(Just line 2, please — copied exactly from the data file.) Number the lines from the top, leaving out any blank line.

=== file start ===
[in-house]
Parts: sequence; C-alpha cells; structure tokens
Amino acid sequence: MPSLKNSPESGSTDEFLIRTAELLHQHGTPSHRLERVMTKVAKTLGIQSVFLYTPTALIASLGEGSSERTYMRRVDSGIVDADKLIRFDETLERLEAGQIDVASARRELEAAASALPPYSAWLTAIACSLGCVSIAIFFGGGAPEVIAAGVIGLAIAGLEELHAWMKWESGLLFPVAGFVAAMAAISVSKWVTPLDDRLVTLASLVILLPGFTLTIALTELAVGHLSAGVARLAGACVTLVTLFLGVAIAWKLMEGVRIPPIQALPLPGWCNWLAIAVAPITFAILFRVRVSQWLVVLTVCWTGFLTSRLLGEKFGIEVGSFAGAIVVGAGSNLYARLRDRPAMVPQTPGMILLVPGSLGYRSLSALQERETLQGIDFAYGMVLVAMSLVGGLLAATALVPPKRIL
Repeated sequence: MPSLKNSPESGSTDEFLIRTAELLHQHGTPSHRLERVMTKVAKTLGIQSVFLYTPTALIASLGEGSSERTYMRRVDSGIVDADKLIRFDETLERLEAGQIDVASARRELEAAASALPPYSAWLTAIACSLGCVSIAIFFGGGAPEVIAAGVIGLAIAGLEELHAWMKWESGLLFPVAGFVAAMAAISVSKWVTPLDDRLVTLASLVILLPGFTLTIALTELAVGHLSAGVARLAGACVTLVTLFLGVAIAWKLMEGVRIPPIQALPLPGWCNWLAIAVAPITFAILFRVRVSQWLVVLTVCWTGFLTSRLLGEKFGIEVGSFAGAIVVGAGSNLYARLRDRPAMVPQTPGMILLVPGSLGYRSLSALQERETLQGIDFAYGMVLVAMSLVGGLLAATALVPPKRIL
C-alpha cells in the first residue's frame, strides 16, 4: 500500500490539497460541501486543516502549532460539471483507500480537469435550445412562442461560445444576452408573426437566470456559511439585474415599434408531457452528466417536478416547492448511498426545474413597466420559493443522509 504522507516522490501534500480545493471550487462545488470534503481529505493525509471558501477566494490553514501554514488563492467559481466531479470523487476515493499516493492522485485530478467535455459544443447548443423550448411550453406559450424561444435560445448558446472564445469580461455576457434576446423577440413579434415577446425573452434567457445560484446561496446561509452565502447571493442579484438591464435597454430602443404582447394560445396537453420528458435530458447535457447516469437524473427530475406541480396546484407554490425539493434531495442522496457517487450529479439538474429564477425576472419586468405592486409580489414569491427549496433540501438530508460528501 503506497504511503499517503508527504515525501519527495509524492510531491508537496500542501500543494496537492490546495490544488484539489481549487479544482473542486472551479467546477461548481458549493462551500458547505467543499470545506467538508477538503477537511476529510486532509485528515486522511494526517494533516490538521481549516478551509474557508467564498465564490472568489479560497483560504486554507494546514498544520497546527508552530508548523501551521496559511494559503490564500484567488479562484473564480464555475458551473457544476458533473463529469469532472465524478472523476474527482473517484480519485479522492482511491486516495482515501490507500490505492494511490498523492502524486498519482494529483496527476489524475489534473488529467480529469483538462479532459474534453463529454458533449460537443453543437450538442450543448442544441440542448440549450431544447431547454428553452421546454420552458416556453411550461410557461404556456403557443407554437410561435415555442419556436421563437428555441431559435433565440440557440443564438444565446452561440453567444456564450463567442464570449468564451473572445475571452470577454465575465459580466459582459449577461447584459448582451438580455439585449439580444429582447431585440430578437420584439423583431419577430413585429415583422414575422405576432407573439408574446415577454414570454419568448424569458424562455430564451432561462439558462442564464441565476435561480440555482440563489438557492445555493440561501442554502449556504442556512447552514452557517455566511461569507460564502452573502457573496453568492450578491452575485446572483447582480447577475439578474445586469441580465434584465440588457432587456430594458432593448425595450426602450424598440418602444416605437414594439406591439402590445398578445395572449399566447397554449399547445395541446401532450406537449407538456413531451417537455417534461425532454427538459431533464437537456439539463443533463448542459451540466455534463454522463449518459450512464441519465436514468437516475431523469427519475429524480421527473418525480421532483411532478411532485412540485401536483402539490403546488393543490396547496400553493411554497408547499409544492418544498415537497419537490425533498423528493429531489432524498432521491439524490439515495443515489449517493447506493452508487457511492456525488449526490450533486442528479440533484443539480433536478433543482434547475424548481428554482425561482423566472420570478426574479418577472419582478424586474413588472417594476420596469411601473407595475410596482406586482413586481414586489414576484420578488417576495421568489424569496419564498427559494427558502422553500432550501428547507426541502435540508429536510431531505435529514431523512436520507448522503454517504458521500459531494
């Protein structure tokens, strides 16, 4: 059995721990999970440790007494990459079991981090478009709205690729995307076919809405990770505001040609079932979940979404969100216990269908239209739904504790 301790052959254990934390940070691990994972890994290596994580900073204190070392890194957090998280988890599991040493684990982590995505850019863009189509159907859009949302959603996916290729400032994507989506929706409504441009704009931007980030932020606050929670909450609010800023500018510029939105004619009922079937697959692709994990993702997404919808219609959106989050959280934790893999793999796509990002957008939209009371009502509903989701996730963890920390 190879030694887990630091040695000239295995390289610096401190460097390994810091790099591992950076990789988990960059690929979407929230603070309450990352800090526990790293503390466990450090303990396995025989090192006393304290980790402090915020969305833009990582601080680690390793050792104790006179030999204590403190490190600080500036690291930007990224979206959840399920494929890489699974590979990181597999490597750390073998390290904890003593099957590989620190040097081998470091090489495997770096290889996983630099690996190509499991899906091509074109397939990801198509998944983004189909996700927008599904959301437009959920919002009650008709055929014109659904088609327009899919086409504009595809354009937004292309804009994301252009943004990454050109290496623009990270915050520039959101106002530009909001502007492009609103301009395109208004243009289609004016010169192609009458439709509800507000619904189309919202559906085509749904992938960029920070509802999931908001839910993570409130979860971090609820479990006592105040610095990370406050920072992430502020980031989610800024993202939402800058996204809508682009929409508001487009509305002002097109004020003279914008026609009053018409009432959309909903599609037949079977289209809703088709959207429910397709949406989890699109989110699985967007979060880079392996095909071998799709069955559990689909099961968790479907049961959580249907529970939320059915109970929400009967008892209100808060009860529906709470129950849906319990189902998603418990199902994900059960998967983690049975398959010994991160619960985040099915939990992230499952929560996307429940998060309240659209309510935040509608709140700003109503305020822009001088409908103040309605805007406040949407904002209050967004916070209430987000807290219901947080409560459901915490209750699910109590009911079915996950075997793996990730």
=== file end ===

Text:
Parts: sequence; C-alpha cells; structure tokens